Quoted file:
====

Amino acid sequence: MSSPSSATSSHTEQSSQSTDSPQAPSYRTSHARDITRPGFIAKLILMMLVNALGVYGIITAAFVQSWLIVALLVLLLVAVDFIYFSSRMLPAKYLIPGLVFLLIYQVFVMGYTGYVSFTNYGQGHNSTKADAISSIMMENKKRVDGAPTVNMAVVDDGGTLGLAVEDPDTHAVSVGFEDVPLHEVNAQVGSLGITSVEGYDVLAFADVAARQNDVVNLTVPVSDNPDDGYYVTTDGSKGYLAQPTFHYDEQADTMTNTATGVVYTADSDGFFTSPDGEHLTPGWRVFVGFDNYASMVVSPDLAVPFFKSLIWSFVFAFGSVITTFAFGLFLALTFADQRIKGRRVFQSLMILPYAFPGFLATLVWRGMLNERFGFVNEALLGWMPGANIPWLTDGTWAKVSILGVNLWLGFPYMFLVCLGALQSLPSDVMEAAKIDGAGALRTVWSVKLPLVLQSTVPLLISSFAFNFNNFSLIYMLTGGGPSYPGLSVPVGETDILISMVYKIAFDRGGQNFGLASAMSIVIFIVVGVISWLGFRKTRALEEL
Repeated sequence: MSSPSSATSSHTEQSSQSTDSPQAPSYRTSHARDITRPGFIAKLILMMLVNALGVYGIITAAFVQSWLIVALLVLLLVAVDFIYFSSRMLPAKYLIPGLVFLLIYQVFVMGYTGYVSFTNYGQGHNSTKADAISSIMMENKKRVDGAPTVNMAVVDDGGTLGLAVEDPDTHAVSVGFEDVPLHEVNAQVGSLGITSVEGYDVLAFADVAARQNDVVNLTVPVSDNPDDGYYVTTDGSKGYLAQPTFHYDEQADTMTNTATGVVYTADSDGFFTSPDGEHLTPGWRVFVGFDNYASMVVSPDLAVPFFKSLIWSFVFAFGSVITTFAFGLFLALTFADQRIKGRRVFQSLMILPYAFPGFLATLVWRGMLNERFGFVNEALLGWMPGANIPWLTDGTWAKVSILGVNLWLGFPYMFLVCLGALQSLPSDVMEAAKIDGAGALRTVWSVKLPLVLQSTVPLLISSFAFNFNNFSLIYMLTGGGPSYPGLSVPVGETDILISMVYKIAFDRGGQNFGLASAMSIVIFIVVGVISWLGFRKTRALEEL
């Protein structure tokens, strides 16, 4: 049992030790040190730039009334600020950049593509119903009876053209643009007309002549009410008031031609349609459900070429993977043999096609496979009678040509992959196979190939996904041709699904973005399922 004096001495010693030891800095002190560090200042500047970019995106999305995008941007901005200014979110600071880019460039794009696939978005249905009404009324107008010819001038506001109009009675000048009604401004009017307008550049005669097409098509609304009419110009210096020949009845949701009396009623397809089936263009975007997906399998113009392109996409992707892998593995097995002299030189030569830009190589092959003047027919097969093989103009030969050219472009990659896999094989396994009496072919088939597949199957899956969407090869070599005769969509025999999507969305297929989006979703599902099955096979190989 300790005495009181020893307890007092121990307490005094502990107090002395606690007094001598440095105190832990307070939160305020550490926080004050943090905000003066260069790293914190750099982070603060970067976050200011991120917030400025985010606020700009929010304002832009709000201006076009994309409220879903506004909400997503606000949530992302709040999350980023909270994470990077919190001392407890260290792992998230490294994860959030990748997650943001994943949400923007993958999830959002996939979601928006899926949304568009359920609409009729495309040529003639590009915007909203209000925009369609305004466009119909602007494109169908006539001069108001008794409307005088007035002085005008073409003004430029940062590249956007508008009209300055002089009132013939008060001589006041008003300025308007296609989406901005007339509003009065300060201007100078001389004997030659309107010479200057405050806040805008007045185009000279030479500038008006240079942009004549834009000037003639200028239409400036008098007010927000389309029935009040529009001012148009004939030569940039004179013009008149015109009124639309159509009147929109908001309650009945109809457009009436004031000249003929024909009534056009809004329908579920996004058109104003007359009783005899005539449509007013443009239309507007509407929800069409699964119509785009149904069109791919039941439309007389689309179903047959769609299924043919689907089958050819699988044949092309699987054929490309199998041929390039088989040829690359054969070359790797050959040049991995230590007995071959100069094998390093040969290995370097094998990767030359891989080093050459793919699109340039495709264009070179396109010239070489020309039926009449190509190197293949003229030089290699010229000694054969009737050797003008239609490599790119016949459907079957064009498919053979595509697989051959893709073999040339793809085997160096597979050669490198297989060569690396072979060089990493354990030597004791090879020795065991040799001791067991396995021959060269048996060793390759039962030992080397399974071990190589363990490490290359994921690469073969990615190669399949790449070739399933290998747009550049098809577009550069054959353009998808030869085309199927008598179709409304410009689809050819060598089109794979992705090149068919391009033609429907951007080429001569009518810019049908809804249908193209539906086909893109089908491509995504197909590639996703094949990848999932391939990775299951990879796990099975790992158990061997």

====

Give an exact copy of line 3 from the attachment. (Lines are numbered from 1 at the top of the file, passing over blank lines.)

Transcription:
């Protein structure tokens, strides 16, 4: 049992030790040190730039009334600020950049593509119903009876053209643009007309002549009410008031031609349609459900070429993977043999096609496979009678040509992959196979190939996904041709699904973005399922 004096001495010693030891800095002190560090200042500047970019995106999305995008941007901005200014979110600071880019460039794009696939978005249905009404009324107008010819001038506001109009009675000048009604401004009017307008550049005669097409098509609304009419110009210096020949009845949701009396009623397809089936263009975007997906399998113009392109996409992707892998593995097995002299030189030569830009190589092959003047027919097969093989103009030969050219472009990659896999094989396994009496072919088939597949199957899956969407090869070599005769969509025999999507969305297929989006979703599902099955096979190989 300790005495009181020893307890007092121990307490005094502990107090002395606690007094001598440095105190832990307070939160305020550490926080004050943090905000003066260069790293914190750099982070603060970067976050200011991120917030400025985010606020700009929010304002832009709000201006076009994309409220879903506004909400997503606000949530992302709040999350980023909270994470990077919190001392407890260290792992998230490294994860959030990748997650943001994943949400923007993958999830959002996939979601928006899926949304568009359920609409009729495309040529003639590009915007909203209000925009369609305004466009119909602007494109169908006539001069108001008794409307005088007035002085005008073409003004430029940062590249956007508008009209300055002089009132013939008060001589006041008003300025308007296609989406901005007339509003009065300060201007100078001389004997030659309107010479200057405050806040805008007045185009000279030479500038008006240079942009004549834009000037003639200028239409400036008098007010927000389309029935009040529009001012148009004939030569940039004179013009008149015109009124639309159509009147929109908001309650009945109809457009009436004031000249003929024909009534056009809004329908579920996004058109104003007359009783005899005539449509007013443009239309507007509407929800069409699964119509785009149904069109791919039941439309007389689309179903047959769609299924043919689907089958050819699988044949092309699987054929490309199998041929390039088989040829690359054969070359790797050959040049991995230590007995071959100069094998390093040969290995370097094998990767030359891989080093050459793919699109340039495709264009070179396109010239070489020309039926009449190509190197293949003229030089290699010229000694054969009737050797003008239609490599790119016949459907079957064009498919053979595509697989051959893709073999040339793809085997160096597979050669490198297989060569690396072979060089990493354990030597004791090879020795065991040799001791067991396995021959060269048996060793390759039962030992080397399974071990190589363990490490290359994921690469073969990615190669399949790449070739399933290998747009550049098809577009550069054959353009998808030869085309199927008598179709409304410009689809050819060598089109794979992705090149068919391009033609429907951007080429001569009518810019049908809804249908193209539906086909893109089908491509995504197909590639996703094949990848999932391939990775299951990879796990099975790992158990061997």